Hands off! Getting money back from a trustee


What happens when a trustee places the beneficiary's money into their own account?

Trustees are under a multitude of responsibilities when it comes to managing the trust. One particularly important responsibility is the trustee’s duty to keep the trust assets separate from their own assets. This duty has been described as ‘a hallmark duty of a trustee’, [see reference 1] and the global financial crisis of 2007-2009 exposed numerous cases where investors’ money was not segregated according to the trust deed, relevant legislation or principles of equity.

When this duty is breached, the court will be asked to either follow or trace the money. Once the money has been followed or traced to its present position, the court can then determine whether any remedies can be awarded.

Following is as simple as the name would suggest. It merely allows the court to track where the money has gone, sometimes through numerous sets of hands, and where it currently resides. It is appropriate when the money itself has not changed character in any meaningful way.

Tracing, on the other hand, allows for money to be tracked when it has been transformed, for example when it has been used to purchase property. It allows the court to identify the equivalent value of the money that the beneficiary has had taken from them. Tracing is not always a simple process: for example, a trustee may mix money from multiple beneficiaries, and then spend most of that money, and then personally go bankrupt. With no personal recourse against an insolvent trustee, it becomes greatly important how the remaining money is apportioned between the beneficiaries. The preferred method of apportionment has undergone change recently: the old ‘first-in-first-out’ rule [see reference 2] has been replaced with ‘rateable distribution’, [see reference 3] where each beneficiary receives a part of the funds that is proportionate to their investment.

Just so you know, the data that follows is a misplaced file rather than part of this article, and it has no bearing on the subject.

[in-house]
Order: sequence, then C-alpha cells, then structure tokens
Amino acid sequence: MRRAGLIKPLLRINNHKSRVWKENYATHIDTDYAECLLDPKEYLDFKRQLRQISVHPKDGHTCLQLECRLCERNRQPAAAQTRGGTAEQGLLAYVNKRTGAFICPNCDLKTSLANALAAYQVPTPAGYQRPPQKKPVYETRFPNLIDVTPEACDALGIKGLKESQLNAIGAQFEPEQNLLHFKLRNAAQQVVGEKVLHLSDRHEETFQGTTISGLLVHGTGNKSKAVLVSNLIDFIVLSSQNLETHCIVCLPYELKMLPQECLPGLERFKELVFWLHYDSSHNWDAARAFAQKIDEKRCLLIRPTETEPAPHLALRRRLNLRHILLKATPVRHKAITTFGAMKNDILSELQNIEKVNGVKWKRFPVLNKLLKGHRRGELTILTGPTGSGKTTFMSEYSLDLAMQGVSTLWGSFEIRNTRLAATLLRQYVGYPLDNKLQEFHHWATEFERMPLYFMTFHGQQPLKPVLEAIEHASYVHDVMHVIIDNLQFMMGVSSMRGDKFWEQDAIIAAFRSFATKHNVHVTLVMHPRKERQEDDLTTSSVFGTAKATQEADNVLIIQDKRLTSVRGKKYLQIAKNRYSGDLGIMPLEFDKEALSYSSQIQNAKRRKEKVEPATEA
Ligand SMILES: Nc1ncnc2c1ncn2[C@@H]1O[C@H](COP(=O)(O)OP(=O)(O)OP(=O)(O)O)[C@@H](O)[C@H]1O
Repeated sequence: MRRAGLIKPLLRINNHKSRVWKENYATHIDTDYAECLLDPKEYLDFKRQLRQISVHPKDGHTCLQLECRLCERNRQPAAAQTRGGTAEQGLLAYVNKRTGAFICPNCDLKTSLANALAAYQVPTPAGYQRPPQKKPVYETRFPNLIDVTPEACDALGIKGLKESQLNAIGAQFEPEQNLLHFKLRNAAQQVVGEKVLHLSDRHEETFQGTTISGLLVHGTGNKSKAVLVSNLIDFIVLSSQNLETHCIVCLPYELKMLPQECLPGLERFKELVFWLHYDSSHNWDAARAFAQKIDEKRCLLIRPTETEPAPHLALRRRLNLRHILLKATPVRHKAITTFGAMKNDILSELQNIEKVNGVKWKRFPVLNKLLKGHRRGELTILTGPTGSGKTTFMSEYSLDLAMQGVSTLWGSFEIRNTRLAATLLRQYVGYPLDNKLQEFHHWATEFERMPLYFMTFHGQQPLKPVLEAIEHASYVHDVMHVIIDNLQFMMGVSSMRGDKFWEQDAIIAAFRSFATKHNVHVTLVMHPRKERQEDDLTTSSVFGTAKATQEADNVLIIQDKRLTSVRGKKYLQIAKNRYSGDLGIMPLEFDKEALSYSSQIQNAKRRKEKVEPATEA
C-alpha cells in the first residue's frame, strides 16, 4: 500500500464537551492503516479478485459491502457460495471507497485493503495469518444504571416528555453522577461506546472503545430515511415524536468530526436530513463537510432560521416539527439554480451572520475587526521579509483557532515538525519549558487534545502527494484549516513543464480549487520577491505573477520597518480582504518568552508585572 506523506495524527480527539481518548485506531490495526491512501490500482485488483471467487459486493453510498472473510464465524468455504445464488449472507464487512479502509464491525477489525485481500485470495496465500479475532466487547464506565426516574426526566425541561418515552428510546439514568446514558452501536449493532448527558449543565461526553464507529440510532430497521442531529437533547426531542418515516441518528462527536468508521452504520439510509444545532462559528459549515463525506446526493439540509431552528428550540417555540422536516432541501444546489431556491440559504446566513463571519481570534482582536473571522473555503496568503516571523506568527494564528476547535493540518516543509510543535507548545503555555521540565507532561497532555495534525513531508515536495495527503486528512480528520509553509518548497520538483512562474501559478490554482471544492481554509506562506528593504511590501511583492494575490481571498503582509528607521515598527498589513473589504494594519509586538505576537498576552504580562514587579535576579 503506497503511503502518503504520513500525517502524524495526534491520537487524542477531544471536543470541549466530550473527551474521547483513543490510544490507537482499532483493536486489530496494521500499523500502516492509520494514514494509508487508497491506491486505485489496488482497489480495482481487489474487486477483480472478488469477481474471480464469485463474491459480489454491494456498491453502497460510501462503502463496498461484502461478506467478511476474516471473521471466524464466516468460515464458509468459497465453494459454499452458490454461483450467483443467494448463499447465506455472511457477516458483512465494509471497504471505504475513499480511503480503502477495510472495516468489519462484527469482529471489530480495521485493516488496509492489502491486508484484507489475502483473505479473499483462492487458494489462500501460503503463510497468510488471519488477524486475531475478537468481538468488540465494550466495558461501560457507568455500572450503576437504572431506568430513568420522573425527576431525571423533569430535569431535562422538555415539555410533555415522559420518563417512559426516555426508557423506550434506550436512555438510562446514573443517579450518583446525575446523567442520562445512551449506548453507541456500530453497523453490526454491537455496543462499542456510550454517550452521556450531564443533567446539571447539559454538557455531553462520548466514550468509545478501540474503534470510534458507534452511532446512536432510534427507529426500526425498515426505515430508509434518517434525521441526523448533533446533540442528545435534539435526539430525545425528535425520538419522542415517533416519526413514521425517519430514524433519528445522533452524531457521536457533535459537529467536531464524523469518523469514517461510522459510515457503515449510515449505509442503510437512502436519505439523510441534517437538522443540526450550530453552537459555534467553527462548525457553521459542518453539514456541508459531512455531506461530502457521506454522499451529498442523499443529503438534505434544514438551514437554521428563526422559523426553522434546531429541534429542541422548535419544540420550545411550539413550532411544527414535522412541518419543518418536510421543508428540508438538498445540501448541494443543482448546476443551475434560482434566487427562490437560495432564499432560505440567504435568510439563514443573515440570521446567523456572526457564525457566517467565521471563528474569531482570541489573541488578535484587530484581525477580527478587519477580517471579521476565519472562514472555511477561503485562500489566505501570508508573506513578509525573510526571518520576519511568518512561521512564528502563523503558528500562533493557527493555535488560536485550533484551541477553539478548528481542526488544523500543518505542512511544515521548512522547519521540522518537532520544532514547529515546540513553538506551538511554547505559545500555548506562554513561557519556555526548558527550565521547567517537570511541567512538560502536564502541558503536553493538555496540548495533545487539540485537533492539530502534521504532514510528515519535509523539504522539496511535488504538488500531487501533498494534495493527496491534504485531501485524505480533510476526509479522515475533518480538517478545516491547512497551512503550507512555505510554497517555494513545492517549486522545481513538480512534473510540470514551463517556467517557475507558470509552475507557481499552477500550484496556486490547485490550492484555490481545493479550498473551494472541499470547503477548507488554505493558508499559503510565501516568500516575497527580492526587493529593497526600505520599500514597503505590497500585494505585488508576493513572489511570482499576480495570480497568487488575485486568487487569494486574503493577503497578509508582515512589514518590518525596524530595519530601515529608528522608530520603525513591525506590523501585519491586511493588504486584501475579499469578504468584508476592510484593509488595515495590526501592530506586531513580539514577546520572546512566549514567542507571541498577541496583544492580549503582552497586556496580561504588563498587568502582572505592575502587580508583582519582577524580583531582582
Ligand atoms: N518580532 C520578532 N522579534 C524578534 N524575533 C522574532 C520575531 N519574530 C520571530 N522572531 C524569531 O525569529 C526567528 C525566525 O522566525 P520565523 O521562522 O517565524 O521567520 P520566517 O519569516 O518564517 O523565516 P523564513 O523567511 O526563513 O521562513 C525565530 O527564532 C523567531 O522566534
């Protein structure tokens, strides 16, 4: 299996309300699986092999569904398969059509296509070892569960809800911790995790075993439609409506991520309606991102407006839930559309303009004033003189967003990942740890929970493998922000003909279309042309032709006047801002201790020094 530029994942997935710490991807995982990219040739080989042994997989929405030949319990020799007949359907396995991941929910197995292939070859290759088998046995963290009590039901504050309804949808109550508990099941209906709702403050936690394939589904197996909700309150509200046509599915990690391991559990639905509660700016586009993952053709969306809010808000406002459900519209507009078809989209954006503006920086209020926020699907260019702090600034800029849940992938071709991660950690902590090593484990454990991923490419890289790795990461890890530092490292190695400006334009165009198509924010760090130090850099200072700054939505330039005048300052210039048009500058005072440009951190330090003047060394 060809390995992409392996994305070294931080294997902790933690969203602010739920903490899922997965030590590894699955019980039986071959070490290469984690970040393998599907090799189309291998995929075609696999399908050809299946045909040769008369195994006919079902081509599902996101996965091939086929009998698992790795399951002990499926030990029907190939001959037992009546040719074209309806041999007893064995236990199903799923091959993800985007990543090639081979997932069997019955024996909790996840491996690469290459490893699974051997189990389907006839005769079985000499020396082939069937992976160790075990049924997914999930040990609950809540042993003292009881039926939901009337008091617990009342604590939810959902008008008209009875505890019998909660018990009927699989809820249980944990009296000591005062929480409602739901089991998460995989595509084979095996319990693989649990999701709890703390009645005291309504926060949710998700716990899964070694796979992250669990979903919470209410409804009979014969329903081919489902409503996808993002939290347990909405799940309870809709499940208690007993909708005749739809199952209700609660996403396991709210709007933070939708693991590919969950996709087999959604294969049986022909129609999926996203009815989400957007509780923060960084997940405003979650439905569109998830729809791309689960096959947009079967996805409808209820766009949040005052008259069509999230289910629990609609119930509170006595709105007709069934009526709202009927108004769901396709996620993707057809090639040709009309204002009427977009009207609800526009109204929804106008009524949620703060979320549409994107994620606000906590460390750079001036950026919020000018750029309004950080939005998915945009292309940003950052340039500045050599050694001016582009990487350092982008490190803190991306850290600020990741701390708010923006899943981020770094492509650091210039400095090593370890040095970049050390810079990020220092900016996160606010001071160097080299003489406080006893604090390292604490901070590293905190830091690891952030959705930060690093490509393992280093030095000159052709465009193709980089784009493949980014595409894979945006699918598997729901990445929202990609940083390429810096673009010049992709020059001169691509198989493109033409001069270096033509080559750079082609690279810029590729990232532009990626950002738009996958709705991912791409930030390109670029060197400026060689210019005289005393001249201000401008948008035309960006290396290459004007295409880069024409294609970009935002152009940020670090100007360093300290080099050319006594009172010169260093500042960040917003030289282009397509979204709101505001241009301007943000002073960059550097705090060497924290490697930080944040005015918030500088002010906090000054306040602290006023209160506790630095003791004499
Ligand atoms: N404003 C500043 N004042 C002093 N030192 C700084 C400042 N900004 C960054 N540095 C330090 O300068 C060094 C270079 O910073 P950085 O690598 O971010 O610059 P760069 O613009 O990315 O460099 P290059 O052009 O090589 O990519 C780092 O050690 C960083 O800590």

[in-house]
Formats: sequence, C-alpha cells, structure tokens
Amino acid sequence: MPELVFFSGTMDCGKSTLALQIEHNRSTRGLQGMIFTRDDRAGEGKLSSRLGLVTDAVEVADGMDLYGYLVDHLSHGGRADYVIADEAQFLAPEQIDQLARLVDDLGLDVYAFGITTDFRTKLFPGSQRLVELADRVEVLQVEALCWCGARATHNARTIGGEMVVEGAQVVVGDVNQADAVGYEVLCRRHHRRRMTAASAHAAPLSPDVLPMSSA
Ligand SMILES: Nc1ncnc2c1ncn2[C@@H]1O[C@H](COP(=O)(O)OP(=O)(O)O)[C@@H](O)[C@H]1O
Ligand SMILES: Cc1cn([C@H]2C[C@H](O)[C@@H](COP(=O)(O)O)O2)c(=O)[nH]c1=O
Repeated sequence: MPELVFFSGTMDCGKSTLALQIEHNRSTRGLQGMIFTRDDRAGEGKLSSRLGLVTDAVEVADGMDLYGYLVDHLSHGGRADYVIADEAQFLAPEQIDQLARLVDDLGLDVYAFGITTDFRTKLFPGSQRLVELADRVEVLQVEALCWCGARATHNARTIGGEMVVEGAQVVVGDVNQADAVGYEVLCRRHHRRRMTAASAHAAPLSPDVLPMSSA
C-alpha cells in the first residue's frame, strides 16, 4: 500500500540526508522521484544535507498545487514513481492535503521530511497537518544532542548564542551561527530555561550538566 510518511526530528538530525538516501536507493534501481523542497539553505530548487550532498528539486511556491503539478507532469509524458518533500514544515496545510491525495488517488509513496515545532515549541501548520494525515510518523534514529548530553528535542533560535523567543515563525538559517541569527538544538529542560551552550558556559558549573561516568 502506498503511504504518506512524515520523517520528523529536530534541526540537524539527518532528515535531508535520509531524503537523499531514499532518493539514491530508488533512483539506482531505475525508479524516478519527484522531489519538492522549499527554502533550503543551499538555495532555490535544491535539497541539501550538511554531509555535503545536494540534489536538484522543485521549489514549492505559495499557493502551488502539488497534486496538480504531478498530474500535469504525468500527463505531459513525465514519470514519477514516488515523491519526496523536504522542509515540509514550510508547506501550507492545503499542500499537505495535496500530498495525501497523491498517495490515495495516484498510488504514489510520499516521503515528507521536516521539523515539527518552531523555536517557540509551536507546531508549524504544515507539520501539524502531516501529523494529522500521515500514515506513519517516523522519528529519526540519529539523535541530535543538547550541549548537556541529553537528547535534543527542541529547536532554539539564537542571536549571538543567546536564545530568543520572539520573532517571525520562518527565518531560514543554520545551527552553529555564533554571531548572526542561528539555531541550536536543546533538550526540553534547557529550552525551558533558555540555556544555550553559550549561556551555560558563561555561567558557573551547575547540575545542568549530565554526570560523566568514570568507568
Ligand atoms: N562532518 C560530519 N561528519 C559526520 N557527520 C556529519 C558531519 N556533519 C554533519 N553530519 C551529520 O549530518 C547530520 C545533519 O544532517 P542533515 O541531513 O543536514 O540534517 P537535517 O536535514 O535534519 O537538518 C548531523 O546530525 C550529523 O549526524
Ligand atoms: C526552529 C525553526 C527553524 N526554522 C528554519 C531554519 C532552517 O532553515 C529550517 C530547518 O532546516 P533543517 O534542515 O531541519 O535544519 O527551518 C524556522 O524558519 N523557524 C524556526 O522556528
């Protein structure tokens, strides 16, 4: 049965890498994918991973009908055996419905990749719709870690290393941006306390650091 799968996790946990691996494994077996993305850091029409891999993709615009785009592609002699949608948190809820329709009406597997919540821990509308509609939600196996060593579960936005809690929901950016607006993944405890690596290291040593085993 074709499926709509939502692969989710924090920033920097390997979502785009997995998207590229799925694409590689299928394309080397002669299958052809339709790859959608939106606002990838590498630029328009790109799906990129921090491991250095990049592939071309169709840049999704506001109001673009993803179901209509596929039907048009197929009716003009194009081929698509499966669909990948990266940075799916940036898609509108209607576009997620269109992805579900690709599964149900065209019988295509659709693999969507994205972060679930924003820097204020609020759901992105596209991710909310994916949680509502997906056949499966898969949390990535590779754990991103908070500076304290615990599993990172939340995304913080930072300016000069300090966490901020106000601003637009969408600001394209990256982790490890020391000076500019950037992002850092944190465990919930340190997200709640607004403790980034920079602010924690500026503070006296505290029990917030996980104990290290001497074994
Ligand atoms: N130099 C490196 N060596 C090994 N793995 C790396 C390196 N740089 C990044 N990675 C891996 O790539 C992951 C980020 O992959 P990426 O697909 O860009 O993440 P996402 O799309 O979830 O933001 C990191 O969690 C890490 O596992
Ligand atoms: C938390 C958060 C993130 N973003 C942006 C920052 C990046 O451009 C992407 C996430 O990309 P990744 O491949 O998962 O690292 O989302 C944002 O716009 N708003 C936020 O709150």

The classic case demonstrating the distinction between following and tracing is the English case of Foskett v McKeown [see reference 4].   In this case, the trustee spent over £20,000 of beneficiary money on his own life insurance premiums; when the trustee committed suicide, his children received the £1,000,000 payout from the life insurance claim.

The beneficiaries claimed that they were entitled to a proportionate share of the payout, but the Court of Appeal held that they were only entitled to their £20,000. This was because the funds could be followed from beneficiary to trust to trustee to insurer, and the funds had not transformed in character. For the beneficiaries to have successfully claimed a share of the life insurance payout, they would have needed to convince the court to trace the funds, rather than follow them.

The beneficiaries did not put forward an argument that their money had, in fact, been transformed. The “property” that the money had transformed into would have been the policy itself; the policy only had monetary value on the trustee’s death. Tracing would therefore have been more appropriate than following, which would have allowed for the beneficiaries to claim a rateable distribution of the insurance payout. We suspect that this argument would have succeeded, but because the issue was not considered (and has not been considered in sufficiently similar circumstances since), we can’t say for certain which approach the court would have preferred.

Trustees must be vigilant to all of their duties, and particularly the duty to not mix assets. It can be surprisingly easy for trustees to accidentally place trust funds into their own account, especially when corporate trustees serve multiple purposes. The best way for a trustee to meet this responsibility is to establish clear wealth management structures and strategies from the beginning, and to understand the obligations that attach to the various offices included in those structures.

Media Release



Associated Alloys Pty Ltd v ACN 001 452 106 Pty Ltd (2000) 202 CLR 588 [34] (Gaudron, McHugh, Gummow and Hayne JJ) adopting terminology from Puma Australia Pty Ltd v Sportsman’s Australia Ltd (No 2) [1994] 2 Qd R 159, 162 (McPherson ACJ).

2 Clayton’s Case (1816) 1 Mer 572; 35 ER 781.

3 Re French Caledonia Travel [2003] NSWSC 1008; (2003) 59 NSWLR 361.

4 [2001] 1 AC 102.